Today I’m unveiling the results of my top secret query experiment! In which I set out to prove a point to myself (and confirm some suspicions based on my and other writers’ experiences). It’s no surprise (to me anyway) that I find the query process a little scientific. So I wanted to conduct an experiment, the result of which might save myself (and perhaps others) a whole lot of time in the future.
The Research: I ran around the internet trying to truncate my list of over 100 agents to get the ones I thought would be the best fit for the story I was sending out. (Hours scouring over client lists and reading bios, blogs, interviews, and sometimes twitter feeds.)
The Theory: I set out to prove that “the more Nos you get, the more Nos you’re likely to get.” Going against the popular, “the more queries you send out, the higher your chances of getting of a Yes.” People always tell artists, “Keep going to auditions, sending out letters, and knocking on doors” because “You only need ONE yes.” And that is true. HOWever, if you send out 25 queries and NONE of those agents will give you the time of day (assuming you’ve done your research), then you are wasting your time sending out more. (That’s right, I said it.)
Psuedo-Complications: To say there were a lot of variables is an understatement. People have different personalities, tastes, work loads, client lists, commitments, etc. However, in the end, I realize the variables don’t matter. Most writers send out more than one query. I think multiple queries circumvents this issue.
The Test: I sent out a total of 77 queries. (Not all at once!) To some people that may not be a lot, and I by no means exhausted my list. But combine this with past rejections (both mine and others) and I believed I had enough data for this experiment.
My Results: My first round of queries included 31 agents. I got 23 rejections in a week, 25 after 10 days. It was brutal, seriously, I wanted to die. (Like in all my years of querying…this has never EVER happened.) But I had an experiment to do. I went back through the list and ended up with 15 more rejections for a total of 38 rejections to date. (I’m assuming most agents just threw me in the virtual trash can.)
Non-Supporting Results: Now, this when you have a choice to make: move on or revise and keep going. After all Kathryn Stockett (author of The Help) got 60 straight rejections in a roll with no positive nothings (and some very negative somethings) along the way before the 61st agent said “Yes.” If she had moved on after even 50, the world would have been deprived of the wonderful story she wanted to tell…maybe.
Side Note: It took her five years from start to finish. Maybe if she had moved on, she could have gotten something else published and then turned around and gotten The Help published, too. (And possibly even in the same time frame.) We’ll never know. I admire her drive, I do, but there’s no way I’m working on something for that long. My brain would rebel against me and jump off a bridge. I can barely survive 3 weeks of rejection. I couldn’t survive 3 years. Maybe my query just wasn’t good enough. Maybe my sample pages were really that bad. Maybe they didn’t even read it (and unfortunately I have a friend who used to be an agent that confirmed my suspicion that this does indeed happen). It doesn’t matter. I’m never sending out more than 25 queries again. I don’t see the point. I have way too many other stories in my head. To commit to one project for 5 years would be tortuous.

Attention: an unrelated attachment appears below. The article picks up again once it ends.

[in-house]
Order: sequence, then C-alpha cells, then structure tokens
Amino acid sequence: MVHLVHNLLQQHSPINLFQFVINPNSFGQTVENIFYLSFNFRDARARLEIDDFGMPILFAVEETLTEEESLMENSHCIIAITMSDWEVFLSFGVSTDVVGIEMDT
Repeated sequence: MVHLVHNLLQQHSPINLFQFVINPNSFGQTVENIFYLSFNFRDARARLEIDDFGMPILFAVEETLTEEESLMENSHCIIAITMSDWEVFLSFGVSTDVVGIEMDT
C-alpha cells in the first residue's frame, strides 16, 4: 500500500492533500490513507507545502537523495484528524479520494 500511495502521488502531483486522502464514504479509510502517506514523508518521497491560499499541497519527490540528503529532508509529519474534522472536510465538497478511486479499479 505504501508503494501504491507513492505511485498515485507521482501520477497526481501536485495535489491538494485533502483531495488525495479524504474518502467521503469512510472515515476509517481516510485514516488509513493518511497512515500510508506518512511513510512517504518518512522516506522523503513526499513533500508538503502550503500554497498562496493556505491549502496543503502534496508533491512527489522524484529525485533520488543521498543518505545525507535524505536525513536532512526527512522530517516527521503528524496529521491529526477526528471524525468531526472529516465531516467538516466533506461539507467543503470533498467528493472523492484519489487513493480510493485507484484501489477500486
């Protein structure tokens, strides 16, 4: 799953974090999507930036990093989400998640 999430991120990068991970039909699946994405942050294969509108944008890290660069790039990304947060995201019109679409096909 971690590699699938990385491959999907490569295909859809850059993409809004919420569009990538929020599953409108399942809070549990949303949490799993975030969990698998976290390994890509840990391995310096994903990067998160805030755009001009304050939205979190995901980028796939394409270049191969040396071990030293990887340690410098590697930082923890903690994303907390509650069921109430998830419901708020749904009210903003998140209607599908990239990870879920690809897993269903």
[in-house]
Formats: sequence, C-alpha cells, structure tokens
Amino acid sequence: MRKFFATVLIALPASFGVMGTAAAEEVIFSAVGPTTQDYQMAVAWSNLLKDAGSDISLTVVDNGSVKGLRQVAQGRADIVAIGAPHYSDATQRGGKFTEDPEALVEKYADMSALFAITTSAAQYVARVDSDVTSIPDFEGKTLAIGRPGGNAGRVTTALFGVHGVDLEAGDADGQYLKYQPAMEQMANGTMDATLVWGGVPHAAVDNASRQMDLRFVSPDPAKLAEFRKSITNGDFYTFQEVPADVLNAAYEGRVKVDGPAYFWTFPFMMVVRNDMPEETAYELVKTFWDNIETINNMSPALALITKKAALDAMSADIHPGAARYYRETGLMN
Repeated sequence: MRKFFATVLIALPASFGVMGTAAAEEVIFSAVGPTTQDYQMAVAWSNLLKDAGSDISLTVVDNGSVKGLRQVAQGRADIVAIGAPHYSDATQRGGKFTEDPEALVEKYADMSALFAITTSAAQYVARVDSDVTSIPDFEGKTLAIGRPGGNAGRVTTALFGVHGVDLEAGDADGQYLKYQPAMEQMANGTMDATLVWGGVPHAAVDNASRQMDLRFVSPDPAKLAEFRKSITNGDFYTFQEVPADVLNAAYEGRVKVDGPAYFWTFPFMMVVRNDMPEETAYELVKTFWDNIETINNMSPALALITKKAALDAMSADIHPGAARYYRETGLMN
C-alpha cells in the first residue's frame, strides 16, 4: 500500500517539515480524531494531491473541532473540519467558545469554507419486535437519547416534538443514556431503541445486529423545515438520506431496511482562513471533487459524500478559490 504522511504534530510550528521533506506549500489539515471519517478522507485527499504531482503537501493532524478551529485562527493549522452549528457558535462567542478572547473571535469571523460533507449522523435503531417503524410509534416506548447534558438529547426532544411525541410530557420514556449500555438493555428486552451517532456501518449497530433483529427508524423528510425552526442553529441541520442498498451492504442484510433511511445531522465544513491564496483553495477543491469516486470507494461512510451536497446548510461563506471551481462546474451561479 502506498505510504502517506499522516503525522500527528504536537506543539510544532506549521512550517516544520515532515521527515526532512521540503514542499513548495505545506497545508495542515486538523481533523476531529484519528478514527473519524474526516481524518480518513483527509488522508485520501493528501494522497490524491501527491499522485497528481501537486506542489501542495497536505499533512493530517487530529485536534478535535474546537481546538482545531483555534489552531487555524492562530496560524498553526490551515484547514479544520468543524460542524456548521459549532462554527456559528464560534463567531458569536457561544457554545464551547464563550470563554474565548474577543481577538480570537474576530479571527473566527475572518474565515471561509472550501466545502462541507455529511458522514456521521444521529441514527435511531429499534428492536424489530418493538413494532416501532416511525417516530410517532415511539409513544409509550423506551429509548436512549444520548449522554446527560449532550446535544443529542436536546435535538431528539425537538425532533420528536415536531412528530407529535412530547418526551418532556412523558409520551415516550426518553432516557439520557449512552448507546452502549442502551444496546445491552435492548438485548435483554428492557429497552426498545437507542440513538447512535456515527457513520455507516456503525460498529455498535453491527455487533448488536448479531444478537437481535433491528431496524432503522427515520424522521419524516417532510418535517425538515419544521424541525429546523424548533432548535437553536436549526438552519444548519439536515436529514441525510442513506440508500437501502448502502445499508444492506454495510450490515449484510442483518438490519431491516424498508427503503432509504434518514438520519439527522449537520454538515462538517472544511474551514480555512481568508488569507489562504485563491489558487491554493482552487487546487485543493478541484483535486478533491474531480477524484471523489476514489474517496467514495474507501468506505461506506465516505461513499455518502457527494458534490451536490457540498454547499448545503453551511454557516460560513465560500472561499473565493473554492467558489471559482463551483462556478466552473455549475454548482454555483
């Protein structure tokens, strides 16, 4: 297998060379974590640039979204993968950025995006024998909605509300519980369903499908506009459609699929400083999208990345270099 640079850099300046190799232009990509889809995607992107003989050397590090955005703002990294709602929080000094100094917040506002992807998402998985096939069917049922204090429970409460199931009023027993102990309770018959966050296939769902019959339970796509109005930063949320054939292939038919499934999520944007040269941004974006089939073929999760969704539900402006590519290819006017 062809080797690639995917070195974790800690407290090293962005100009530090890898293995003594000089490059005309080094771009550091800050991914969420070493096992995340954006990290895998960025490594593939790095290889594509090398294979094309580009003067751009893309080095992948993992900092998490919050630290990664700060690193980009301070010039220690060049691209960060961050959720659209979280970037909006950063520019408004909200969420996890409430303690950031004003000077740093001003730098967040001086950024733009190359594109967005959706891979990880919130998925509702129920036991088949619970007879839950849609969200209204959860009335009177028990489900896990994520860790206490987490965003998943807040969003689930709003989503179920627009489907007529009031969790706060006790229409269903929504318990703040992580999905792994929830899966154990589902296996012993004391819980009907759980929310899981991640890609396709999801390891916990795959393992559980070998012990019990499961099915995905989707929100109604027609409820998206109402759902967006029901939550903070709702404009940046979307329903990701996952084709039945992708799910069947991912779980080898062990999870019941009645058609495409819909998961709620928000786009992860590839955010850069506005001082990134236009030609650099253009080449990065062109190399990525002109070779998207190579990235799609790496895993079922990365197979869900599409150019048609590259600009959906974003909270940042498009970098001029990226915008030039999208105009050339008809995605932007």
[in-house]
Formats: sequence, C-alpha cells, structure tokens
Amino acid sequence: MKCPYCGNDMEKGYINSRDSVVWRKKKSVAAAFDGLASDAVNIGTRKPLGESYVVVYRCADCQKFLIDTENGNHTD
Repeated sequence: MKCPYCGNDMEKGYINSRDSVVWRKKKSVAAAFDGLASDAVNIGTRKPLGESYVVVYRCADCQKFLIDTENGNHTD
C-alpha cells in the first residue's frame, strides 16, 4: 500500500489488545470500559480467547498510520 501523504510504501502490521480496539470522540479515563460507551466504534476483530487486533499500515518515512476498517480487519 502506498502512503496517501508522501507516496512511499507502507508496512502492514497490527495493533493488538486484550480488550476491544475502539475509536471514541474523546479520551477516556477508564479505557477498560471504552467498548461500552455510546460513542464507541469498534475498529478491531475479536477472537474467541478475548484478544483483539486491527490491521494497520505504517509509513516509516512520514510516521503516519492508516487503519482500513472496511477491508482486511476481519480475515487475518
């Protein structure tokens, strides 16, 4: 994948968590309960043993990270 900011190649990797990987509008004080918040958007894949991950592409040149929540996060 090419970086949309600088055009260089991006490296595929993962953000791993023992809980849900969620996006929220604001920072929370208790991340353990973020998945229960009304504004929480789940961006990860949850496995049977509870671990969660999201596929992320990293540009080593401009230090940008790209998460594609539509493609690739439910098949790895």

Supporting Results: I know a writer that once worked on the same novel for 8 years. They’re not a terrible writer and they didn’t write a terrible book. But they sent out more than 150 queries. Their efforts resulted in one partial request. And one full request that garnered an unhelpful neutral rejection. Nothing else. In 8 years.
In Conclusion: The point I’m trying to make is this: If you do your research and narrow your list down to the best contenders, you really can tell from a few responses if what you’re doing is working or not. If they all say no, change something or move on. Changing your query and parts of your story to make it better is a great way to move forward. This is what Stockett did. She didn’t send the same letter and sample pages out. She made them better and tried again with a new batch of agents. Personally, I prefer to scrap it, cut my losses, and move forward with something else. But this is partly due to the fact that I’m assuming they’re rejecting my story, not my specific query or sample pages. This is flawed, I’m sure, but I really don’t know how to stop taking it personally.
Parting Words: It’s my belief that every time you fall and get back up again, it makes you stronger and improves your chances or success. Whether you go out with a new query, a stronger story, a new story, a new genre, whatever, it doesn’t matter, just get back out there. And I want to add…many independent publishers and even some divisions of larger publishing houses take unagented submissions. So when you’re going back out there in the acrid wilderness that is the publishing world, don’t forget about the indie pubs! It’s always a worth a try. In closing, I wish to leave you with this quote I had on my calendar two months ago: “Our greatest weakness lies in giving up. The most certain way to succeed is to always try just one more time.” (Thomas Edison)